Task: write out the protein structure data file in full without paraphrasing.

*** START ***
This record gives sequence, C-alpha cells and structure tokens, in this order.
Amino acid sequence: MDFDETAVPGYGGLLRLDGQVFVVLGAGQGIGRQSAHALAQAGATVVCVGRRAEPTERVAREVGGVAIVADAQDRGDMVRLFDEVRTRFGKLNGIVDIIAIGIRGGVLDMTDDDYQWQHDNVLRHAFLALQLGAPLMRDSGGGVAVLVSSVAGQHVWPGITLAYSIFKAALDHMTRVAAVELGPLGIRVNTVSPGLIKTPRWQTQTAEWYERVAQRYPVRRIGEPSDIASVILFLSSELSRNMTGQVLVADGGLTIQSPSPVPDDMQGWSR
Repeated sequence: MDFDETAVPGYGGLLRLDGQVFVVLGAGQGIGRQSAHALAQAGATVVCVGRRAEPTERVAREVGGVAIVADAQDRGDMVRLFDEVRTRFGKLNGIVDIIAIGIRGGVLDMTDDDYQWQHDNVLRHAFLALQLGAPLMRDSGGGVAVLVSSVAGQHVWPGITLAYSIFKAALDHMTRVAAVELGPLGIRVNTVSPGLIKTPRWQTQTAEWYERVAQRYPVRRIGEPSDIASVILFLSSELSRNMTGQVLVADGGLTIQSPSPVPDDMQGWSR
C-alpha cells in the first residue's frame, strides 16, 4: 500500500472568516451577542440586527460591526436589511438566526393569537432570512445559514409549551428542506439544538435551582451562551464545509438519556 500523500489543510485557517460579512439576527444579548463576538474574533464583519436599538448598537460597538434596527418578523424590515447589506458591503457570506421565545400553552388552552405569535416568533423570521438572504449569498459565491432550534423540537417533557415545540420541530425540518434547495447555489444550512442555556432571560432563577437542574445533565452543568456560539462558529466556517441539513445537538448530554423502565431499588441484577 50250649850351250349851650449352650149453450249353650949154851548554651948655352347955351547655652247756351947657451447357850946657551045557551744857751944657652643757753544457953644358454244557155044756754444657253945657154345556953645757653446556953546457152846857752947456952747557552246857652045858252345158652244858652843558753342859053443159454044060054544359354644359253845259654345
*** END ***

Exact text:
This record gives sequence, C-alpha cells and structure tokens, in this order.
Amino acid sequence: MDFDETAVPGYGGLLRLDGQVFVVLGAGQGIGRQSAHALAQAGATVVCVGRRAEPTERVAREVGGVAIVADAQDRGDMVRLFDEVRTRFGKLNGIVDIIAIGIRGGVLDMTDDDYQWQHDNVLRHAFLALQLGAPLMRDSGGGVAVLVSSVAGQHVWPGITLAYSIFKAALDHMTRVAAVELGPLGIRVNTVSPGLIKTPRWQTQTAEWYERVAQRYPVRRIGEPSDIASVILFLSSELSRNMTGQVLVADGGLTIQSPSPVPDDMQGWSR
Repeated sequence: MDFDETAVPGYGGLLRLDGQVFVVLGAGQGIGRQSAHALAQAGATVVCVGRRAEPTERVAREVGGVAIVADAQDRGDMVRLFDEVRTRFGKLNGIVDIIAIGIRGGVLDMTDDDYQWQHDNVLRHAFLALQLGAPLMRDSGGGVAVLVSSVAGQHVWPGITLAYSIFKAALDHMTRVAAVELGPLGIRVNTVSPGLIKTPRWQTQTAEWYERVAQRYPVRRIGEPSDIASVILFLSSELSRNMTGQVLVADGGLTIQSPSPVPDDMQGWSR
C-alpha cells in the first residue's frame, strides 16, 4: 500500500472568516451577542440586527460591526436589511438566526393569537432570512445559514409549551428542506439544538435551582451562551464545509438519556 500523500489543510485557517460579512439576527444579548463576538474574533464583519436599538448598537460597538434596527418578523424590515447589506458591503457570506421565545400553552388552552405569535416568533423570521438572504449569498459565491432550534423540537417533557415545540420541530425540518434547495447555489444550512442555556432571560432563577437542574445533565452543568456560539462558529466556517441539513445537538448530554423502565431499588441484577 50250649850351250349851650449352650149453450249353650949154851548554651948655352347955351547655652247756351947657451447357850946657551045557551744857751944657652643757753544457953644358454244557155044756754444657253945657154345556953645757653446556953546457152846857752947456952747557552246857652045858252345158652244858652843558753342859053443159454044060054544359354644359253845259654345